We have seen over recent months that all lenders are reviewing their products for borrowers wishing to purchase residential properties and seeking Interest Only Loans.

This has occurred to curb “heightened risk” in the housing market. The Australian Prudential Regulation Authority (APRA) has advised all lenders to tighten their criteria surrounding Interest Only Loans on owner occupied and investor properties. According to APRA, the increased scrutiny is in response to an increase in heightened risks reflected in rising house prices, passive income growth and rising household expenses.

Also, APRA has instructed banks that no more than 30% of new housing can be interest only. ASIC intends to monitor this by increasing its surveillance of lenders and mortgage brokers to ensure the continuation of responsible lending. Therefore, lenders have been placing limits on Interest Only Loans for lending to valuation ratios above 80%. Recently, some lenders have reduced their Interest Only Loans from 90% to a maximum of 80% of total purchase price. In addition to this, lenders have now reduced the previous interest only period to 5 years.

However, a finance / mortgage broker could connect an interest only home loan for their client for the following valid reasons :-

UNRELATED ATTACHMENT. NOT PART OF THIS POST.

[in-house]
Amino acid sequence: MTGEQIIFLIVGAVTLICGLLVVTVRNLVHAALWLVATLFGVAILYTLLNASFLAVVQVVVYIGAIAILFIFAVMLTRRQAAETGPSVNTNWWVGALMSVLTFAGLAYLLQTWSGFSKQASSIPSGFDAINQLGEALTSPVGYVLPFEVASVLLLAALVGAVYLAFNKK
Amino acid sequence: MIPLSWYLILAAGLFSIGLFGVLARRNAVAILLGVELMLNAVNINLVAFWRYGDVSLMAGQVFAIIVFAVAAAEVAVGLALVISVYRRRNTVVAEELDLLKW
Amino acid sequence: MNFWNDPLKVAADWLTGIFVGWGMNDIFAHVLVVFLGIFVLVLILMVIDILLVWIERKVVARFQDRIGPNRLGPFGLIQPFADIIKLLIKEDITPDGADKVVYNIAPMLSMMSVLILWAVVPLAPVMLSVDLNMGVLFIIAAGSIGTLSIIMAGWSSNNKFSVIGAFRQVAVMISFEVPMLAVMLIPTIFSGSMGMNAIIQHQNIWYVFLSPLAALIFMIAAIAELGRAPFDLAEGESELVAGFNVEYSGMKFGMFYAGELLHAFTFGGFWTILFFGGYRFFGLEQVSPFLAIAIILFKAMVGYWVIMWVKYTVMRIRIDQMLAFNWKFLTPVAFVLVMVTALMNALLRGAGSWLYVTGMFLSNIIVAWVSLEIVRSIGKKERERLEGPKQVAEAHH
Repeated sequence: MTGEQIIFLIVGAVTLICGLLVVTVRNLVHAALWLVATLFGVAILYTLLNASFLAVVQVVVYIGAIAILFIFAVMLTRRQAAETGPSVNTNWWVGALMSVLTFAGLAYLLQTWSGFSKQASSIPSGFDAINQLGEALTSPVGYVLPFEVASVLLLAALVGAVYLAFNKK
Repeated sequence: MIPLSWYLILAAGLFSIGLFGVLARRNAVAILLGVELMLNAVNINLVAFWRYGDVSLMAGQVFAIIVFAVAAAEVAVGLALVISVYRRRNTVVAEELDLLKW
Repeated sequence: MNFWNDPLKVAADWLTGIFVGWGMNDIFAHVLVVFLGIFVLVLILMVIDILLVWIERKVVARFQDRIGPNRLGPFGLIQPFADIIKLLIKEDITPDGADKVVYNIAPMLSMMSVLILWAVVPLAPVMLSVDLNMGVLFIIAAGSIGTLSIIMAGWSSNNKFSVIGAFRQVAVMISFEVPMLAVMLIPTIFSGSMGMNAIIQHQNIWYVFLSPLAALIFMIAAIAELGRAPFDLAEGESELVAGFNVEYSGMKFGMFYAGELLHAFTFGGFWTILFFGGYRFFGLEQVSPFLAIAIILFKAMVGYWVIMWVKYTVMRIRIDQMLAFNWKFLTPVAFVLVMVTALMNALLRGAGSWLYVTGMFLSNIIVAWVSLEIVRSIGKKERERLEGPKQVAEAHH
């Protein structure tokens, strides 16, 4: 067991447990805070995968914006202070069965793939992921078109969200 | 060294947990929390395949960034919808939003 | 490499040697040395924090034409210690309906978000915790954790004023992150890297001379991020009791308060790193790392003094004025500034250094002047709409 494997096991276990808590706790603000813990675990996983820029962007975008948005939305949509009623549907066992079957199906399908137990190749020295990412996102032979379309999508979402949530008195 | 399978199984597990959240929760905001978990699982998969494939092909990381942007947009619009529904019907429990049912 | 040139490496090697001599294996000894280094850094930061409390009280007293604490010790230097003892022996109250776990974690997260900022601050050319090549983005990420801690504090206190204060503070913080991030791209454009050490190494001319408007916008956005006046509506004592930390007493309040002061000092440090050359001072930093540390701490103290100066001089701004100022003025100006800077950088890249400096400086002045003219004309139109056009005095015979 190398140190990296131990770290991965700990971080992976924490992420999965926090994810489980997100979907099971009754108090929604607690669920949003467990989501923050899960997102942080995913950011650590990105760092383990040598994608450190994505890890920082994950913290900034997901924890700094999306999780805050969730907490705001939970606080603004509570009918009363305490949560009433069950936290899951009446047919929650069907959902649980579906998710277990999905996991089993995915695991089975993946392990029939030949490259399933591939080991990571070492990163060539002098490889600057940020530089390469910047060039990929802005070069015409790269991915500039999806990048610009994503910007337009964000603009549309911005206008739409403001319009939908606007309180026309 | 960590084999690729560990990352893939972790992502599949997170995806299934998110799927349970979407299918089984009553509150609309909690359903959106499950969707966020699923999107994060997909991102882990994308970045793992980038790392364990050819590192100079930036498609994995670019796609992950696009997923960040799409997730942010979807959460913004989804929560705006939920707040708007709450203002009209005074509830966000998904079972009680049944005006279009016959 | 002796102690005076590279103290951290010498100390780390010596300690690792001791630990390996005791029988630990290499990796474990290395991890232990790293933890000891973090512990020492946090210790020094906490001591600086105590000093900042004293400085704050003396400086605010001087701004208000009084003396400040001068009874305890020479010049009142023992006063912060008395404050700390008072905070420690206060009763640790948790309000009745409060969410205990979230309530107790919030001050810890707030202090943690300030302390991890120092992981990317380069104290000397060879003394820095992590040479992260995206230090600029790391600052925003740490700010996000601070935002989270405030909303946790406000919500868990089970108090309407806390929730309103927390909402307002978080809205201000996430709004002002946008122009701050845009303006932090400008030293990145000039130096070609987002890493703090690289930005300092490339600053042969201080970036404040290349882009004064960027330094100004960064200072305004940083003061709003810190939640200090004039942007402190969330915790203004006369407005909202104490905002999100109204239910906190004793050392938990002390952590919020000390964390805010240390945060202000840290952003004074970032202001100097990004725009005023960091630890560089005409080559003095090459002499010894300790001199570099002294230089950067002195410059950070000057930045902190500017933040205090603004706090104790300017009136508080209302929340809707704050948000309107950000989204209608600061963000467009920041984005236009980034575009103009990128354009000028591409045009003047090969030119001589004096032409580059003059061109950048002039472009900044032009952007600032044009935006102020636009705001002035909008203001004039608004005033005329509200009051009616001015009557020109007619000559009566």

1. Self-employed borrowers often request Interest Only repayments to cater for their varying month to month income streams. This flexibility in loan repayments allows them to make lump sum payments when their income levels are high.
  2. Astute borrowers will often request interest only payments to preserve their cash flow for other investment options e.g. investing back into their business, home renovations, equities and other hefty investments.
  3. First home buyers often convert their first homes into investment properties when either upgrading or relocating as an outcome of employment.
  4. Borrowers can be conservative and may prefer to maintain cash buffers for emergencies and hence opt for interest only.

Finally, when a finance/mortgage broker is assessing the borrower’s needs, especially if an interest only period is requested, a full needs analysis must be undertaken to ensure that the borrower’s capacity to service any borrowings are not jeopardised.

It is important to note that when lenders assess a residential loan and the customer requests an interest only period, the lender will assess the loan based on the term after the interest only period.

For example, if a 30 year loan is requested with an interest only period of 5 years, the lender will assess loan repayments based on a 25 year principal and interest term. (This may effect the overall serviceability of the borrower in question).